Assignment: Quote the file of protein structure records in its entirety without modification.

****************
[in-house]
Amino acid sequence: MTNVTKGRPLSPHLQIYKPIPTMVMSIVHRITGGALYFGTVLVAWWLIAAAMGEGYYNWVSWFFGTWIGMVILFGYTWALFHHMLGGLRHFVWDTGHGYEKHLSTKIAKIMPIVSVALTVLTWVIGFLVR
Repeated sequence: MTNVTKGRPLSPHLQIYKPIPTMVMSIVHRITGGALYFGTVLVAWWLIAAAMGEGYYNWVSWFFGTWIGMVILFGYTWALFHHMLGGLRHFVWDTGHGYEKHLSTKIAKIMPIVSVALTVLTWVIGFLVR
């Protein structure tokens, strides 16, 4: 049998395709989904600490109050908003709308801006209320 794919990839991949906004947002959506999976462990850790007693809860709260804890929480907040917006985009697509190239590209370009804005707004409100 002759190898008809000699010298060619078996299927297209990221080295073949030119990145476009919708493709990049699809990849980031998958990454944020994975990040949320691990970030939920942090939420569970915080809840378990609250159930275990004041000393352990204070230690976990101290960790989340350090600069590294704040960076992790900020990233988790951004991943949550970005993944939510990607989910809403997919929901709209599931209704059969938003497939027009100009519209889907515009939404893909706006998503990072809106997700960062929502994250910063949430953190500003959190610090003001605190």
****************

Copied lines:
[in-house]
Amino acid sequence: MTNVTKGRPLSPHLQIYKPIPTMVMSIVHRITGGALYFGTVLVAWWLIAAAMGEGYYNWVSWFFGTWIGMVILFGYTWALFHHMLGGLRHFVWDTGHGYEKHLSTKIAKIMPIVSVALTVLTWVIGFLVR
Repeated sequence: MTNVTKGRPLSPHLQIYKPIPTMVMSIVHRITGGALYFGTVLVAWWLIAAAMGEGYYNWVSWFFGTWIGMVILFGYTWALFHHMLGGLRHFVWDTGHGYEKHLSTKIAKIMPIVSVALTVLTWVIGFLVR
């Protein structure tokens, strides 16, 4: 049998395709989904600490109050908003709308801006209320 794919990839991949906004947002959506999976462990850790007693809860709260804890929480907040917006985009697509190239590209370009804005707004409100 002759190898008809000699010298060619078996299927297209990221080295073949030119990145476009919708493709990049699809990849980031998958990454944020994975990040949320691990970030939920942090939420569970915080809840378990609250159930275990004041000393352990204070230690976990101290960790989340350090600069590294704040960076992790900020990233988790951004991943949550970005993944939510990607989910809403997919929901709209599931209704059969938003497939027009100009519209889907515009939404893909706006998503990072809106997700960062929502994250910063949430953190500003959190610090003001605190």